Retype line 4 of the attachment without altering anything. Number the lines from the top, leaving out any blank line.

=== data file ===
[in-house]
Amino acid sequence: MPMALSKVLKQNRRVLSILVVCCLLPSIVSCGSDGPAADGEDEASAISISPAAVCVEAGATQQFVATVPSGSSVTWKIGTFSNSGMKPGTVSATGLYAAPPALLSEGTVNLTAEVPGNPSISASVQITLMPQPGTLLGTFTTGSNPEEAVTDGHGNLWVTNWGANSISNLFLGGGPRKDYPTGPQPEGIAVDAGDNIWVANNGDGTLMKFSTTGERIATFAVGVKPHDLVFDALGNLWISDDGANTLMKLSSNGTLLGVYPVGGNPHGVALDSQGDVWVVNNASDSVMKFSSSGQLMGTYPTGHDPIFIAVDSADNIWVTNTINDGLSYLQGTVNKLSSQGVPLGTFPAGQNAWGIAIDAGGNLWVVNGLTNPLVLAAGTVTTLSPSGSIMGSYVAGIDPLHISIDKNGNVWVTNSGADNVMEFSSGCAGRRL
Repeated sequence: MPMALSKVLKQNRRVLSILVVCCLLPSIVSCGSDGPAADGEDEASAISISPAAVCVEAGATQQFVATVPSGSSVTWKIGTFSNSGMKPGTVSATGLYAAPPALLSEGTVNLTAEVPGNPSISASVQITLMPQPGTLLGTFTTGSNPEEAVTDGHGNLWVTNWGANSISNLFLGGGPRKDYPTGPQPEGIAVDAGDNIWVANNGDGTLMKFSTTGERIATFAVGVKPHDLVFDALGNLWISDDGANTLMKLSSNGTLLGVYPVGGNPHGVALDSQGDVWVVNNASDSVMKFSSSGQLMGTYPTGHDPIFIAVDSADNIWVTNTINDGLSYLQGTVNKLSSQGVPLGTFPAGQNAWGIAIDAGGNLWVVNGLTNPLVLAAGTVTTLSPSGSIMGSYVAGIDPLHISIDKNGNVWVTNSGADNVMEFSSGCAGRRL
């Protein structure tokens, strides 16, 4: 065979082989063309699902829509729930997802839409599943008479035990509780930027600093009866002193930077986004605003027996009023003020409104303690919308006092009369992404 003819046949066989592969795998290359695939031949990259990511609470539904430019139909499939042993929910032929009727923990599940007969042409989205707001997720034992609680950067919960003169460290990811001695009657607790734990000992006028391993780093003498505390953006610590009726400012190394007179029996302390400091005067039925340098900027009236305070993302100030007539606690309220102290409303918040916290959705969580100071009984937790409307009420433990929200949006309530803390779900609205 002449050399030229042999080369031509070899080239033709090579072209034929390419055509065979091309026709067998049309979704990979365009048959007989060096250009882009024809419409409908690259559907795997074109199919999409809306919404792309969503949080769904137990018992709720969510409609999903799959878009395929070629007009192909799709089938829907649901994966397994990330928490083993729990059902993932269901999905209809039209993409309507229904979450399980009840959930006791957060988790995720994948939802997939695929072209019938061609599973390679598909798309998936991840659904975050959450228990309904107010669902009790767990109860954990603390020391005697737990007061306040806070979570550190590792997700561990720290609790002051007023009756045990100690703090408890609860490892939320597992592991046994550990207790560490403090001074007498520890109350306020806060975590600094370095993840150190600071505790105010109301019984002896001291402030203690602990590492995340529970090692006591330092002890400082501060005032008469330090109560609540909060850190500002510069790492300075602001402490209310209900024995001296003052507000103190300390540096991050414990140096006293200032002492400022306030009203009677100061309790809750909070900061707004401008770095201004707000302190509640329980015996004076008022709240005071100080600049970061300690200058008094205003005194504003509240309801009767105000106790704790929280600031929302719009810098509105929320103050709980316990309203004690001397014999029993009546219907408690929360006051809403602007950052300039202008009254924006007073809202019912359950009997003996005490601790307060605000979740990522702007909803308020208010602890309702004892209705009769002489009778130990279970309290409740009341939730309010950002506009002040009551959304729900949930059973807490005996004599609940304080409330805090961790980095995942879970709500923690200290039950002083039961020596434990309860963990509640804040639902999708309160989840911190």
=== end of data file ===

């Protein structure tokens, strides 16, 4: 065979082989063309699902829509729930997802839409599943008479035990509780930027600093009866002193930077986004605003027996009023003020409104303690919308006092009369992404 003819046949066989592969795998290359695939031949990259990511609470539904430019139909499939042993929910032929009727923990599940007969042409989205707001997720034992609680950067919960003169460290990811001695009657607790734990000992006028391993780093003498505390953006610590009726400012190394007179029996302390400091005067039925340098900027009236305070993302100030007539606690309220102290409303918040916290959705969580100071009984937790409307009420433990929200949006309530803390779900609205 002449050399030229042999080369031509070899080239033709090579072209034929390419055509065979091309026709067998049309979704990979365009048959007989060096250009882009024809419409409908690259559907795997074109199919999409809306919404792309969503949080769904137990018992709720969510409609999903799959878009395929070629007009192909799709089938829907649901994966397994990330928490083993729990059902993932269901999905209809039209993409309507229904979450399980009840959930006791957060988790995720994948939802997939695929072209019938061609599973390679598909798309998936991840659904975050959450228990309904107010669902009790767990109860954990603390020391005697737990007061306040806070979570550190590792997700561990720290609790002051007023009756045990100690703090408890609860490892939320597992592991046994550990207790560490403090001074007498520890109350306020806060975590600094370095993840150190600071505790105010109301019984002896001291402030203690602990590492995340529970090692006591330092002890400082501060005032008469330090109560609540909060850190500002510069790492300075602001402490209310209900024995001296003052507000103190300390540096991050414990140096006293200032002492400022306030009203009677100061309790809750909070900061707004401008770095201004707000302190509640329980015996004076008022709240005071100080600049970061300690200058008094205003005194504003509240309801009767105000106790704790929280600031929302719009810098509105929320103050709980316990309203004690001397014999029993009546219907408690929360006051809403602007950052300039202008009254924006007073809202019912359950009997003996005490601790307060605000979740990522702007909803308020208010602890309702004892209705009769002489009778130990279970309290409740009341939730309010950002506009002040009551959304729900949930059973807490005996004599609940304080409330805090961790980095995942879970709500923690200290039950002083039961020596434990309860963990509640804040639902999708309160989840911190």